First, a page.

So, you’ve encountered a problem: you want to make introductions between an enemy and the business end of your spear, but you’re just not close enough.

That’s when the idea hits you: why not just throw the spear at your enemy?

It’s easy to get confused with how thrown weapons work in D&D 5e. However, once you learn the ins and outs, you’ll be able to yeet daggers, spears, and whatever else you want to your heart’s content!

So today we’re taking aim and clearing up the confusion on this fun and stylish mechanic.

This article will cover everything you need to know about using throwing weapons in D&D 5e!

The Thrown Weapon Property

Let’s take it from the very top!

In theory, you can throw anything that you’re strong enough to handle. But that’s not really what we’re talking about when we mention throwing weapons.

We’re specifically talking about weapons that have the “Thrown” property.

While we’ll go over your weapon options in more detail in a bit, suffice it to say that this includes things like daggers, spears, darts, handaxes, and nets.

In other words, things that tend to be aerodynamic enough to justify relying on as a thrown weapon in combat.

That means that weapons without the “Thrown” property (like battleaxes or scimitars) are excluded from this.

Any weapon with the Thrown property can be used to make a ranged attack using the same modifier used to make a melee attack and damage roll with that weapon.

Thrown weapons tend to be effective over shorter distances compared to ranged-only weapons like bows or slings.

So, for example, a spear can be used in melee combat or thrown (at a range of 20 feet or 60 feet for long-range). While this doesn’t come near the range of a shortbow (which is 80 feet or 320 long-range), you do get the benefit of versatility from the spear.

Related: Ranged Combat in D&D 5e Explained

How Thrown Weapons Work in D&D 5e

When making a ranged attack with a thrown weapon, you use your Strength or Dexterity modifier to determine the attack bonus, depending on the weapon and your preference.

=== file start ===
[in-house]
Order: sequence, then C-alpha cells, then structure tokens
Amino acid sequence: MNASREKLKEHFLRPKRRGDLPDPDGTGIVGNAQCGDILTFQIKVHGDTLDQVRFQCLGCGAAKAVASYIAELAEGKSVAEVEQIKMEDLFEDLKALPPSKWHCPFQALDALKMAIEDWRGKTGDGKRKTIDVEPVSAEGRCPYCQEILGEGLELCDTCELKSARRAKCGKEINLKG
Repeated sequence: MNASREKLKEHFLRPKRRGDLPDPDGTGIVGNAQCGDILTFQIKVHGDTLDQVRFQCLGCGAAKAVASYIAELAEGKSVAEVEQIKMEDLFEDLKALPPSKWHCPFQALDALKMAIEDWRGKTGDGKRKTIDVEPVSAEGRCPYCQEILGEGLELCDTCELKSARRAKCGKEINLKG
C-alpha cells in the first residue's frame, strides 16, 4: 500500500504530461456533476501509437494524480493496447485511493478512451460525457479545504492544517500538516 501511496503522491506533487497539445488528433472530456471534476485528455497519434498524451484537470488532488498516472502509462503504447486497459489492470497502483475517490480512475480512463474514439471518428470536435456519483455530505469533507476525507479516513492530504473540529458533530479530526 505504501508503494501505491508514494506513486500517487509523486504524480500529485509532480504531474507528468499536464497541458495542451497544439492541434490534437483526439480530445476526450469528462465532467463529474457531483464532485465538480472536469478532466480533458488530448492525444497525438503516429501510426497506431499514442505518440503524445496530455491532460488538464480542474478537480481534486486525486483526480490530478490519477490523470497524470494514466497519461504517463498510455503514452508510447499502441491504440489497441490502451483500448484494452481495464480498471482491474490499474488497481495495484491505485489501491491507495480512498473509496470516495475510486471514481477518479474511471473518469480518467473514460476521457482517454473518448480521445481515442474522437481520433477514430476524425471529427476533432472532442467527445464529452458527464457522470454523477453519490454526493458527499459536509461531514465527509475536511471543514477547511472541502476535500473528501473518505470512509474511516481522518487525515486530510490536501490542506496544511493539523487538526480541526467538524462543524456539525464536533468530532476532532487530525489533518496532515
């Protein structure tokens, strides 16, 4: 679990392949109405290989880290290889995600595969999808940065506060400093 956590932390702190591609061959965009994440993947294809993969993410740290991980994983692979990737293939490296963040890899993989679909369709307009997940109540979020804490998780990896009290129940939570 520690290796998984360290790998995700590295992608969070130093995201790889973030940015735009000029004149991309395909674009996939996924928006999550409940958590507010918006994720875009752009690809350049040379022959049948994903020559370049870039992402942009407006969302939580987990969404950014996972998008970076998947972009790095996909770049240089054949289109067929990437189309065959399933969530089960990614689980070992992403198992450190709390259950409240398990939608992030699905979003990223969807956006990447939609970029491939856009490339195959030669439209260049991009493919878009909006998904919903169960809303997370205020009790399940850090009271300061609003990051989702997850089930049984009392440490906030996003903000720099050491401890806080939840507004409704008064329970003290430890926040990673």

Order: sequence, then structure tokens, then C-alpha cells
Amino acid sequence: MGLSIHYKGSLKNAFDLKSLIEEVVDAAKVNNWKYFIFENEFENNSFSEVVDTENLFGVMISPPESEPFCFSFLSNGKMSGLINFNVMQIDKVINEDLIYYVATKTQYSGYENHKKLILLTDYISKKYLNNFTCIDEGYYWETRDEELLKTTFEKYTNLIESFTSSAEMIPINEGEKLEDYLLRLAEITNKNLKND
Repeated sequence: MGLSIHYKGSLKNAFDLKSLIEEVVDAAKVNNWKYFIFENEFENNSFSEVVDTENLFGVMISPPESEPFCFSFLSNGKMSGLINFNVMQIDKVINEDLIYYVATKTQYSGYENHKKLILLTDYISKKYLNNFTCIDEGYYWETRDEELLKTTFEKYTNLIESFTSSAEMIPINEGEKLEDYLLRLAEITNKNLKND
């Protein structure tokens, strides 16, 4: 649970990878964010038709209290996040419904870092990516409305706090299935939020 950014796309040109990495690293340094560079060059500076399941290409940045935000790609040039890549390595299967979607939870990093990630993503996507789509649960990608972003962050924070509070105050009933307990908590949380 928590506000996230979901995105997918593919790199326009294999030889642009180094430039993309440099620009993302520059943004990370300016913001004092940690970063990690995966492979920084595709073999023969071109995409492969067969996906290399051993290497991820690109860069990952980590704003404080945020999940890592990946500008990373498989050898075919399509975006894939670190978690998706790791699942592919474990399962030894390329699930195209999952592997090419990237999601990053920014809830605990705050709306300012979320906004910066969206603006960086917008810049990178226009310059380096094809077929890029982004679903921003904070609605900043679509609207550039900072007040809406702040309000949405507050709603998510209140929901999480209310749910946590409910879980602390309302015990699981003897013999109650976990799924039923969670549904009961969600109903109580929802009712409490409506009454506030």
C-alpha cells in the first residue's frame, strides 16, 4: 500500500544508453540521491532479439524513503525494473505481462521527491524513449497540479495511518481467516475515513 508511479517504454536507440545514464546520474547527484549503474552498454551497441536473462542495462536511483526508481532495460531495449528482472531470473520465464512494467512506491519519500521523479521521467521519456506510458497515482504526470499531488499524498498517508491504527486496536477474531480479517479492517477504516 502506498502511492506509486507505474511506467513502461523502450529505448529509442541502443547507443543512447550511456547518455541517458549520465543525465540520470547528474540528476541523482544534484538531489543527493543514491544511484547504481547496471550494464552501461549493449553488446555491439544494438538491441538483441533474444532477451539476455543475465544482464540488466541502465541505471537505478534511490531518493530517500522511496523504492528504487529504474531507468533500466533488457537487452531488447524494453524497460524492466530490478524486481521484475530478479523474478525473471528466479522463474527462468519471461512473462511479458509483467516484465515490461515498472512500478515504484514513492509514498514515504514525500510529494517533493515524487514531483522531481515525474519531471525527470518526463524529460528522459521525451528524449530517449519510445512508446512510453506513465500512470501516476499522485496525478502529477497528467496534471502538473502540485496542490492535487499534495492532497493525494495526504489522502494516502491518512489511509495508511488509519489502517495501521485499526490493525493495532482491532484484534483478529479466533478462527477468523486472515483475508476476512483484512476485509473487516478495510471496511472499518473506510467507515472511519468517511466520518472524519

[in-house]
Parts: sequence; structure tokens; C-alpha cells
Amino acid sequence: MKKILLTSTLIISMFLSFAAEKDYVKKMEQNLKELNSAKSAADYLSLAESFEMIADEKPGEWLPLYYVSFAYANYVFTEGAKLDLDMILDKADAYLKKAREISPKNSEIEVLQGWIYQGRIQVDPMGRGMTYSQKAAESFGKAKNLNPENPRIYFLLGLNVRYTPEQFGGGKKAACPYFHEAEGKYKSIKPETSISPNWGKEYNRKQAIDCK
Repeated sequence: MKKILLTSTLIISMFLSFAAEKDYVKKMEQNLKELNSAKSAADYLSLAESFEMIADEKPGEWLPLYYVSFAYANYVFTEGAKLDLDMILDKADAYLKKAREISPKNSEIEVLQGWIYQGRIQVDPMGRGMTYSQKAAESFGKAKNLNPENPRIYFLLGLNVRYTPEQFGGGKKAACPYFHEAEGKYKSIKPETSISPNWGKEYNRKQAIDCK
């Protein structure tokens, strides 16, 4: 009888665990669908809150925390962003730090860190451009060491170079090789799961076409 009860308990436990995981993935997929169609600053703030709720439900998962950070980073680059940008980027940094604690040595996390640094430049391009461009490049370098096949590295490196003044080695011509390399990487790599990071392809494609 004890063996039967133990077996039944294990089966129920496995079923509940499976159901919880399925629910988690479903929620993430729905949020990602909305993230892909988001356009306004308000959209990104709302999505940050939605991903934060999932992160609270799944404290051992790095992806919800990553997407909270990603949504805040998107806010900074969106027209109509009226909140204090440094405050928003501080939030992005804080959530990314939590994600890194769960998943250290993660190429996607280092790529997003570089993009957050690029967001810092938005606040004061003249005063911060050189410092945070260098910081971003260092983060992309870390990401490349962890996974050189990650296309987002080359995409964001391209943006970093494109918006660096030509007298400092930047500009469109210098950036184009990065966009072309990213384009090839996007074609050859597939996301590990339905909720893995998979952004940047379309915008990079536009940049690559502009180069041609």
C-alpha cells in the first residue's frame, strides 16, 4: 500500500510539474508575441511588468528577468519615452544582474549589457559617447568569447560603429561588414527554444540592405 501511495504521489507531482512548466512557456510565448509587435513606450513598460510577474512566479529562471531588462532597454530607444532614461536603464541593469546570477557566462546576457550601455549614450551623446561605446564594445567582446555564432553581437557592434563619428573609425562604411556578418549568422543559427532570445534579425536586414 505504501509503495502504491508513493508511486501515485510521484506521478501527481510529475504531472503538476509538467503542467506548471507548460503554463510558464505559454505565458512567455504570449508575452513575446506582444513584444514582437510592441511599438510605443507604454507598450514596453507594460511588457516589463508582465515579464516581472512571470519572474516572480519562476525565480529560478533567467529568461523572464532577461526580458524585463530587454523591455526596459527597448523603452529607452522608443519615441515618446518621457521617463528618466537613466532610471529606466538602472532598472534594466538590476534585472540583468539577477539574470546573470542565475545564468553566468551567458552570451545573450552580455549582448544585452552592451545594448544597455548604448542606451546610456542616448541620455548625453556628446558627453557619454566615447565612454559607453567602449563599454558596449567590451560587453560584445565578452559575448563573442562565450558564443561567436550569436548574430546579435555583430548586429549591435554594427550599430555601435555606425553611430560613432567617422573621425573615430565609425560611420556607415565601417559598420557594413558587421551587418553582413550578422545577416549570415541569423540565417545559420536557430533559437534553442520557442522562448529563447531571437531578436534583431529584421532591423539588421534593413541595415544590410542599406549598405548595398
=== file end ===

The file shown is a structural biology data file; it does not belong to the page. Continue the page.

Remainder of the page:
For example, if you are using a dagger, you could use your Strength modifier for the attack roll, or (because daggers also have the Finesse property) your Dexterity modifier if you prefer.

The range of a thrown weapon is typically shorter than a ranged-only weapon, but it varies depending on the specific weapon.

For example, a dagger has a range of 20/60 which means that you can make a ranged attack with it up to 20 feet away without disadvantage, but beyond that, you have disadvantage on the attack roll. If you attempt to make an attack beyond the weapon’s maximum range, the attack automatically misses.

Calculating your thrown weapon’s damage works similarly.

When making a ranged attack with a thrown weapon, you deal damage just as you would with a melee attack. Simply use the weapon’s damage die and add your Strength (or Dexterity modifier if it’s a Finesse weapon) to the damage roll.

For example, if you are using a javelin and have a Strength modifier of +2, you would roll a d6 for damage and add 2 to the result.

It’s important to note that when you make a ranged attack with a thrown weapon, you are still considered to be making a weapon attack, not a ranged attack.

This means that any features or abilities that affect weapon attacks will also apply to thrown weapon attacks. Similarly, features and abilities that affect ranged attacks (like the Archery fighting style) do not apply to thrown weapon attacks.

Strength-Based Throwing Weapons

Every weapon that can be thrown can use your Strength modifier for the attack and damage roll. However, there are some that we’ll cover in the next section which can alternatively use your Dexterity.

But let’s focus on Strength for now.

Thrown weapons that only use Strength in the Player’s Handbook are: handaxes, javelins, light hammers, spears, tridents, and nets.